Georgia School Nurses partner with Public Health Coalition to give flu shots at school



MACON, GA…The Georgia Association of School Nurses (GASN) is partnering with state public health stakeholders to hold flu immunization clinics for children, teachers and staff at schools, beginning in early October.

The goal is to increase vaccine coverage for the school population and to reduce related illness and school absenteeism, says GASN President Carol Darsey, who is also lead nurse for the Liberty County School System. Receiving the annual shot early in the fall means kids have maximum protection before flu shows up in their community, she adds.

While not every school will hold a flu clinic, 17 of 18 Georgia health districts have committed to the program, which was spearheaded by the Georgia Department of Public Health. During the last school year (2010-11), 16 health districts participated, holding 859 school-based flu immunization clinics, and 75,597 doses (58,162 mist and 17,435 injectable) were administered.

Preventable illnesses, such as flu, are the number one reason for school absences in Georgia, and missing more than five days away from school annually, regardless of the cause, impacts student academic performance, according to a recent Georgia Department of Education study. “Georgia schools were hit early and severely with influenza last fall,” Darsey says. “While flu vaccines are available at doctors’ offices, drug stores and community clinics, studies have shown that children are more likely to get immunized when clinics are offered at school.”

The Centers for Disease Control (CDC) now recommends that everyone over age 6 months receive a flu vaccination every year. For most people, the flu means high fever, body aches and lost productivity, but an average of 36,000 Americans die from it each year.

Children can be more vulnerable to severe flu complications and also can pass the disease to classmates who may be immuno-compromised, as well as to other high-risk populations, such as students with diabetes and asthma, infant siblings and elderly relatives, Darsey says.

This year’s flu vaccine is formulated to protect against the same three strains as last year (H1N1, H3N2 and a B-strain), which researchers predict are most likely to be prevalent over the next 12 months. Immunization, however, only protects for 12 months, so annual vaccinations are crucial.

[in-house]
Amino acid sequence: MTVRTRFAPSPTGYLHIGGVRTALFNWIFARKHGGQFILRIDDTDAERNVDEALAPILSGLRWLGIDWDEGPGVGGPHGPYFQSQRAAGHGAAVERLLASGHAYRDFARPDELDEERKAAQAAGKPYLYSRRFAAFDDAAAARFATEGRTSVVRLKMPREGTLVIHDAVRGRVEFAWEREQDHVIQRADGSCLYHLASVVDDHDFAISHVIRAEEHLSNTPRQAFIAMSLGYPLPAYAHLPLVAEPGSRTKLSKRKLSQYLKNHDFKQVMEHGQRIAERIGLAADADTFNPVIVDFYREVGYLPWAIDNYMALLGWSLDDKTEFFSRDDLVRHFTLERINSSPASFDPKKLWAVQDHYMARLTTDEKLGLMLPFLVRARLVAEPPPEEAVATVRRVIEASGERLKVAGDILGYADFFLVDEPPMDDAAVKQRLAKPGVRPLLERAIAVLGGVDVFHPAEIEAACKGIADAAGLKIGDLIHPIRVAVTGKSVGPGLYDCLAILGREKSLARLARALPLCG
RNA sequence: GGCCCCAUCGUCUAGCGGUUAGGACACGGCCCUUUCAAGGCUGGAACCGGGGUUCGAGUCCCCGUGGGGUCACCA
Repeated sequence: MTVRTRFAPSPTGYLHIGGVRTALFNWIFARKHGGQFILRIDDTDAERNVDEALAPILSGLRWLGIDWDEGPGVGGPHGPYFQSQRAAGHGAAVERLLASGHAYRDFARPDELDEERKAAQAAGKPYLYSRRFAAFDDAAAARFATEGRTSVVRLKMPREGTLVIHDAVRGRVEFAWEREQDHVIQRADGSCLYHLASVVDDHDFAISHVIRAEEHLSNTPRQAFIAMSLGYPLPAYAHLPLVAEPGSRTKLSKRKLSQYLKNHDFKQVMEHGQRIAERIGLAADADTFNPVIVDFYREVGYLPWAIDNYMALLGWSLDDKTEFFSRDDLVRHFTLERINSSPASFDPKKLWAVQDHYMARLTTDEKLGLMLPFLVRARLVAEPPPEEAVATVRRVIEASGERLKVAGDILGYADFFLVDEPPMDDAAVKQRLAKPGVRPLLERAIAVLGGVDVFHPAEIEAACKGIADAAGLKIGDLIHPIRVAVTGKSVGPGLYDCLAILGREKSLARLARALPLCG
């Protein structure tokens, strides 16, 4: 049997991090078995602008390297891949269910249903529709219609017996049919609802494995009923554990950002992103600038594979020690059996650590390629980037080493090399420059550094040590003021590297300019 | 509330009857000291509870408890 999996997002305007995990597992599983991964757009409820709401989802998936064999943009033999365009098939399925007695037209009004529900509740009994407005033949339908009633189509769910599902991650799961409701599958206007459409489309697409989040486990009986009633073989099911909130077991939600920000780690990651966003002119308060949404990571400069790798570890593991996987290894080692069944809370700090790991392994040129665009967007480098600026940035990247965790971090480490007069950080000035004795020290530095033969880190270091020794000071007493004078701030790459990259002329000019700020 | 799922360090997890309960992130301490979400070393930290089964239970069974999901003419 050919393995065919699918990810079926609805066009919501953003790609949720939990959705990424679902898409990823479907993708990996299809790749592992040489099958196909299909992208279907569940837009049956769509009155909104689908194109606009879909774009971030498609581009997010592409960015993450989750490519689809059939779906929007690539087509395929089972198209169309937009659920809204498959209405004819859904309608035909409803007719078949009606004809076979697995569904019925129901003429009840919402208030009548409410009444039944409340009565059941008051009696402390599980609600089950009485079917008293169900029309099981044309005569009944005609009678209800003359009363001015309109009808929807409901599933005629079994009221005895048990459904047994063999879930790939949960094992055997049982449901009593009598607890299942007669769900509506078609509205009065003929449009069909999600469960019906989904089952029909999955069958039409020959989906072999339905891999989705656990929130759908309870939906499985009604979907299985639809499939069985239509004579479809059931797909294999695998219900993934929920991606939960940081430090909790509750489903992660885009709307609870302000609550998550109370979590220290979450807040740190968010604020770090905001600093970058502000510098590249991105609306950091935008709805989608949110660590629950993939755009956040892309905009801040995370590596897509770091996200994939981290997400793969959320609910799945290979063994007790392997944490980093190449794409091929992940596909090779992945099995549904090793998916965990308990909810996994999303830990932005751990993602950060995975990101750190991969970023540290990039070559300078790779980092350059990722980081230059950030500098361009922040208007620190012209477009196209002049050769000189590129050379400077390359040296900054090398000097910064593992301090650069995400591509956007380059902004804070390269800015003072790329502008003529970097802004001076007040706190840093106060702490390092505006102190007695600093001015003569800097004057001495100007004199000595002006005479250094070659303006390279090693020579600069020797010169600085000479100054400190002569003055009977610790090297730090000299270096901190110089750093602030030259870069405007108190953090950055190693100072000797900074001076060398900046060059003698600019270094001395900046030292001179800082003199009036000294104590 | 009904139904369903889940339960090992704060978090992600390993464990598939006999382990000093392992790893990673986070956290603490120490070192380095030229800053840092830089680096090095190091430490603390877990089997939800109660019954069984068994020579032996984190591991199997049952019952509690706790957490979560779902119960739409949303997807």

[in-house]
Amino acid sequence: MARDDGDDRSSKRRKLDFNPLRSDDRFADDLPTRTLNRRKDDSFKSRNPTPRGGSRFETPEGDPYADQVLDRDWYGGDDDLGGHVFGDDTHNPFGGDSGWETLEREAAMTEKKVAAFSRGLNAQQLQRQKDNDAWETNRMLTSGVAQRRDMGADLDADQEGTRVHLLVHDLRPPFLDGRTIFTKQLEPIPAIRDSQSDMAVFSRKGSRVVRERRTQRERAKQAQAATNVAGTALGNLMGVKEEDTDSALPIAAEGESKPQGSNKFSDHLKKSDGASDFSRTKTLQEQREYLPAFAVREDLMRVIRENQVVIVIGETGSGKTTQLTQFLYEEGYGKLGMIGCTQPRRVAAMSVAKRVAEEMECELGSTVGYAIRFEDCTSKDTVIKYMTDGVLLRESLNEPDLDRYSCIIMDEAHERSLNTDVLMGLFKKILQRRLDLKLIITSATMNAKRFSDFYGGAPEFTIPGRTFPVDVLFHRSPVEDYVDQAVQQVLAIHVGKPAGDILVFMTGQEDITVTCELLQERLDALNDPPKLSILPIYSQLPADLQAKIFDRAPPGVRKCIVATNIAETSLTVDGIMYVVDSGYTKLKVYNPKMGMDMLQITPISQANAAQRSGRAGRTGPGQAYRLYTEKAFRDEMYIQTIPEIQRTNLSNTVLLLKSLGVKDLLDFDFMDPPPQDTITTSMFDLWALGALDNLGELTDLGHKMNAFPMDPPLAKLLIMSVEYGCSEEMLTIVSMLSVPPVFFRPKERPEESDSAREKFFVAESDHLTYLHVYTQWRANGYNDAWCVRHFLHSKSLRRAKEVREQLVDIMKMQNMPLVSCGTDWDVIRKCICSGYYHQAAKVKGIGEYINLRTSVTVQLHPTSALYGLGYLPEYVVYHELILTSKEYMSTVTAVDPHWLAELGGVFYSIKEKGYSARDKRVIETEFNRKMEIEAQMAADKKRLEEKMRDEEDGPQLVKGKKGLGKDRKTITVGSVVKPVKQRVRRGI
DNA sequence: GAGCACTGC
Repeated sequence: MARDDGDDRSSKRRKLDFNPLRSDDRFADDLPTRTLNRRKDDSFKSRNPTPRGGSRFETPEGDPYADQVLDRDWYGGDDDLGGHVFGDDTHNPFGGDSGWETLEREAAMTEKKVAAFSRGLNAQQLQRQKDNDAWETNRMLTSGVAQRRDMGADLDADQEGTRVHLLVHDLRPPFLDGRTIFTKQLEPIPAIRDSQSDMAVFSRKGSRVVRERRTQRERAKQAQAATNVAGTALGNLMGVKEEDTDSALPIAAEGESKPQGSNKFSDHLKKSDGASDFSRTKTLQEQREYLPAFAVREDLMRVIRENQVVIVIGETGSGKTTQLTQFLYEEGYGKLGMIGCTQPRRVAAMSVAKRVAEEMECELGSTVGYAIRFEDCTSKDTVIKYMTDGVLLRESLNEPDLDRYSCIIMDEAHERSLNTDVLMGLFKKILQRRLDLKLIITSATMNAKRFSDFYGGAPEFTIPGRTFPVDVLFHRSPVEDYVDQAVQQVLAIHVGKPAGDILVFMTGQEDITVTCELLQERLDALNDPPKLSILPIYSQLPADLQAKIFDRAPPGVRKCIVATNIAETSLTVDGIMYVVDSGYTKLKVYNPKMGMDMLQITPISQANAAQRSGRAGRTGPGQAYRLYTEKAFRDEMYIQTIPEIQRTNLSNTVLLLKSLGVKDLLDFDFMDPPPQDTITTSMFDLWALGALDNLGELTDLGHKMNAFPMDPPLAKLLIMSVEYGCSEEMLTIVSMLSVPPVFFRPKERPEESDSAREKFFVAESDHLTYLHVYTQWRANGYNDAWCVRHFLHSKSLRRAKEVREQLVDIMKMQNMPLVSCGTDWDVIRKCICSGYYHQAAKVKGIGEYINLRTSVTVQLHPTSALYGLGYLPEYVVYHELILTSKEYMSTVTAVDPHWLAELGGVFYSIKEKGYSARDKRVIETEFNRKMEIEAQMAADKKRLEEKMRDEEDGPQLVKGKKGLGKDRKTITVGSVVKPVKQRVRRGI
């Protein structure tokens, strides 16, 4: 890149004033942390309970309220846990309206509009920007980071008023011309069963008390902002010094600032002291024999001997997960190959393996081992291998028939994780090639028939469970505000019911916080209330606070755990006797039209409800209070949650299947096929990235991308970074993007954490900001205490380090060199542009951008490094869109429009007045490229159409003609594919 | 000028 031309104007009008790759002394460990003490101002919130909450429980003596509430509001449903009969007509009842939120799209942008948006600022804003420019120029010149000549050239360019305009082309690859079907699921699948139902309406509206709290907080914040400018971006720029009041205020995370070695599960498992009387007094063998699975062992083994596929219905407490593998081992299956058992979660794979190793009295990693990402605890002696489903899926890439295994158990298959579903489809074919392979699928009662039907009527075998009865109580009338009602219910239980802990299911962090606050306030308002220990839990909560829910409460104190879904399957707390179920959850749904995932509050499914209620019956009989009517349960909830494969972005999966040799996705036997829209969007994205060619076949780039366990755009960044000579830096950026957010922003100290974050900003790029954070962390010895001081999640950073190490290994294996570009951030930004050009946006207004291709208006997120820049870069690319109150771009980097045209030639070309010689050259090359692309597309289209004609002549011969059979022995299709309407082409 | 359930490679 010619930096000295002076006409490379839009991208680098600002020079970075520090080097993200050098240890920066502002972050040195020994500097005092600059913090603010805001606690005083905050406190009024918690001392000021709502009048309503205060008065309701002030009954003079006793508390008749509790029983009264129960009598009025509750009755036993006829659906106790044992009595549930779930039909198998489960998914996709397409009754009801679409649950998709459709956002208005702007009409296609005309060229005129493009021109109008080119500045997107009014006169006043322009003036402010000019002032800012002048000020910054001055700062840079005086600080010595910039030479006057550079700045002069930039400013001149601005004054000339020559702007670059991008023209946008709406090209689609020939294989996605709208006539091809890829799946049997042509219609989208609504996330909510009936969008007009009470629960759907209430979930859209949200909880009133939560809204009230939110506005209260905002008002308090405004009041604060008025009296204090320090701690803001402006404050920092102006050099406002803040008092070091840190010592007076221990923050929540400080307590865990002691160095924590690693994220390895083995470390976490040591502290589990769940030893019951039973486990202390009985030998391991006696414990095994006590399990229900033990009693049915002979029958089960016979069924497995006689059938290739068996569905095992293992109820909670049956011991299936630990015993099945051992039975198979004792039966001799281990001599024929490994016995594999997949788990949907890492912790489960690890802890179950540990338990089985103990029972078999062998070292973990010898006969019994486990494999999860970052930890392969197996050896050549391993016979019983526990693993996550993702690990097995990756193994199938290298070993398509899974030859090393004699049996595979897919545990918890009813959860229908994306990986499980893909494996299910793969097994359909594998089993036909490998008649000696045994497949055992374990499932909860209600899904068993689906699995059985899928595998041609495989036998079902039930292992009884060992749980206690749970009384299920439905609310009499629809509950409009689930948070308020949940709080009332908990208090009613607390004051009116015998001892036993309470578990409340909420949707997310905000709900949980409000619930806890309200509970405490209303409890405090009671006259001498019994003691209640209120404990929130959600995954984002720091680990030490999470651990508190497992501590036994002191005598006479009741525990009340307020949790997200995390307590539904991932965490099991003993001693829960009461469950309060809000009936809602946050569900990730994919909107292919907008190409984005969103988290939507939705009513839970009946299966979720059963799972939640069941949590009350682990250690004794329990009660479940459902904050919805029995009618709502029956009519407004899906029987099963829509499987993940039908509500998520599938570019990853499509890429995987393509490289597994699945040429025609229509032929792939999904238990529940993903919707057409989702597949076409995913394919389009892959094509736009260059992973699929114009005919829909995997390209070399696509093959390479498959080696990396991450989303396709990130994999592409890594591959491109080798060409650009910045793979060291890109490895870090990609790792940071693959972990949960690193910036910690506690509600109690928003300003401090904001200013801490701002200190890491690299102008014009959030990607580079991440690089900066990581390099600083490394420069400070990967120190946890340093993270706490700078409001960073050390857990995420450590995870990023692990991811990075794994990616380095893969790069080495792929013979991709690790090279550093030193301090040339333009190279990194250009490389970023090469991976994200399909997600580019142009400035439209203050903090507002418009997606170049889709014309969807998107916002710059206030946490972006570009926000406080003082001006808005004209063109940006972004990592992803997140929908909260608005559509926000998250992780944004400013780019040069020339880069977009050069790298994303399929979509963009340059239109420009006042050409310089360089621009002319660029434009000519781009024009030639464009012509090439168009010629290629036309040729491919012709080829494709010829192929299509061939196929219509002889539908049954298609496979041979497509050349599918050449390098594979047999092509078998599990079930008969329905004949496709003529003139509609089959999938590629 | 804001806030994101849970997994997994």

Georgia’s school flu immunization clinics will offer both the traditional intramuscular shot and the painless intranasal mist version. However, pregnant school staff members and children and adults with certain health conditions, such as asthma or weakened immune systems, should not receive the inhalant because it utilizes a live virus.

The push for school-based flu immunization clinics has been led by Dr. Anil Mangla, Ph.D., MPH, Director for the Infectious Disease and Immunization Program of University of Georgia School of Public Health and a senior epidemiologist in the Georgia Department of Public Health’s Environmental Health Program. Seeking ways to boost vaccination rates among school-aged children, he established a coalition of public health stakeholders, including the Georgia Department of Education, the Georgia Emergency Management Agency (GEMA), CDC, the Georgia chapter of the American Academy of Pediatrics, GASN, Emory University School of Nursing, the Georgia State University School of Nursing and the Public Health Division of MedImmune, a primary pharmaceutical provider of flu vaccines.

In summer 2010, GASN also formed an Immunization Task Force. Its goal is to ensure that the state’s K-12 students, teachers and staff have the highest rates of immunization compliance with CDC-recommended vaccines by 2016. In just one year, the task force has increased training opportunities and facilitated immunization education best practices among the state’s school nurses.

Parents should receive a letter if their school will be offering a flu vaccination clinic. Or to find out which local schools are participating, contact the district school health coordinator or lead nurse. The program will bill insurance for administering the flu vaccination when a child is insured, but uninsured children can receive the vaccination at the school clinics at no cost.

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